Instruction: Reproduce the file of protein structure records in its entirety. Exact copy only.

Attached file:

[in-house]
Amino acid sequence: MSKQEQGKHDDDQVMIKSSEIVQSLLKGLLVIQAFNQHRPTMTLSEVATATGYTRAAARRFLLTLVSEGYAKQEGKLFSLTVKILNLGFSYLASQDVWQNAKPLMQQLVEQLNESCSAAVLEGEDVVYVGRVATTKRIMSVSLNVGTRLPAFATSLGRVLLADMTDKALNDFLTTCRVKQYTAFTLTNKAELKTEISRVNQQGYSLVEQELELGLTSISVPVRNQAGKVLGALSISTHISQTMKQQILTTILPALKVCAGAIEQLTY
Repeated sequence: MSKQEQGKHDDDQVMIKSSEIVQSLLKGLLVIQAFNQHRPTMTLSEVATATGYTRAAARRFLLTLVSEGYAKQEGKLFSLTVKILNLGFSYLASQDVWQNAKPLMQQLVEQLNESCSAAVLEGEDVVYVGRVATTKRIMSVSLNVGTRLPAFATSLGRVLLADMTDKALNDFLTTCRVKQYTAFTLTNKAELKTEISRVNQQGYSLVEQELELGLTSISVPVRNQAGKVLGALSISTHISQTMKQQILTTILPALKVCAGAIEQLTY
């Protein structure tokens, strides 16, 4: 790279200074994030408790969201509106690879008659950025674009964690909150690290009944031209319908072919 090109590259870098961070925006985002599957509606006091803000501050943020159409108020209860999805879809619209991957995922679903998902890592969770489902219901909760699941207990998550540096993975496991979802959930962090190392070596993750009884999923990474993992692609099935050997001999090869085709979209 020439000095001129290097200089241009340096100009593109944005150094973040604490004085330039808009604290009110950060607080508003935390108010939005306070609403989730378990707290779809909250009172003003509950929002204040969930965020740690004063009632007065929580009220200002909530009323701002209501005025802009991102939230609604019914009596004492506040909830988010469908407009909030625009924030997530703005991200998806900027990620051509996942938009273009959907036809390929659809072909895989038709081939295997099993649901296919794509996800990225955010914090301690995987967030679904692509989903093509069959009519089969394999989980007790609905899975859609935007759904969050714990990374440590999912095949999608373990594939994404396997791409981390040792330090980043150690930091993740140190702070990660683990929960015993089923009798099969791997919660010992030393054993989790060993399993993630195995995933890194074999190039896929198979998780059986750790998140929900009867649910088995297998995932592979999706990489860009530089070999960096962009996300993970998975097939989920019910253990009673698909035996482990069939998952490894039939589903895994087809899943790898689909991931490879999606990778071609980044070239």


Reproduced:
[in-house]
Amino acid sequence: MSKQEQGKHDDDQVMIKSSEIVQSLLKGLLVIQAFNQHRPTMTLSEVATATGYTRAAARRFLLTLVSEGYAKQEGKLFSLTVKILNLGFSYLASQDVWQNAKPLMQQLVEQLNESCSAAVLEGEDVVYVGRVATTKRIMSVSLNVGTRLPAFATSLGRVLLADMTDKALNDFLTTCRVKQYTAFTLTNKAELKTEISRVNQQGYSLVEQELELGLTSISVPVRNQAGKVLGALSISTHISQTMKQQILTTILPALKVCAGAIEQLTY
Repeated sequence: MSKQEQGKHDDDQVMIKSSEIVQSLLKGLLVIQAFNQHRPTMTLSEVATATGYTRAAARRFLLTLVSEGYAKQEGKLFSLTVKILNLGFSYLASQDVWQNAKPLMQQLVEQLNESCSAAVLEGEDVVYVGRVATTKRIMSVSLNVGTRLPAFATSLGRVLLADMTDKALNDFLTTCRVKQYTAFTLTNKAELKTEISRVNQQGYSLVEQELELGLTSISVPVRNQAGKVLGALSISTHISQTMKQQILTTILPALKVCAGAIEQLTY
């Protein structure tokens, strides 16, 4: 790279200074994030408790969201509106690879008659950025674009964690909150690290009944031209319908072919 090109590259870098961070925006985002599957509606006091803000501050943020159409108020209860999805879809619209991957995922679903998902890592969770489902219901909760699941207990998550540096993975496991979802959930962090190392070596993750009884999923990474993992692609099935050997001999090869085709979209 020439000095001129290097200089241009340096100009593109944005150094973040604490004085330039808009604290009110950060607080508003935390108010939005306070609403989730378990707290779809909250009172003003509950929002204040969930965020740690004063009632007065929580009220200002909530009323701002209501005025802009991102939230609604019914009596004492506040909830988010469908407009909030625009924030997530703005991200998806900027990620051509996942938009273009959907036809390929659809072909895989038709081939295997099993649901296919794509996800990225955010914090301690995987967030679904692509989903093509069959009519089969394999989980007790609905899975859609935007759904969050714990990374440590999912095949999608373990594939994404396997791409981390040792330090980043150690930091993740140190702070990660683990929960015993089923009798099969791997919660010992030393054993989790060993399993993630195995995933890194074999190039896929198979998780059986750790998140929900009867649910088995297998995932592979999706990489860009530089070999960096962009996300993970998975097939989920019910253990009673698909035996482990069939998952490894039939589903895994087809899943790898689909991931490879999606990778071609980044070239």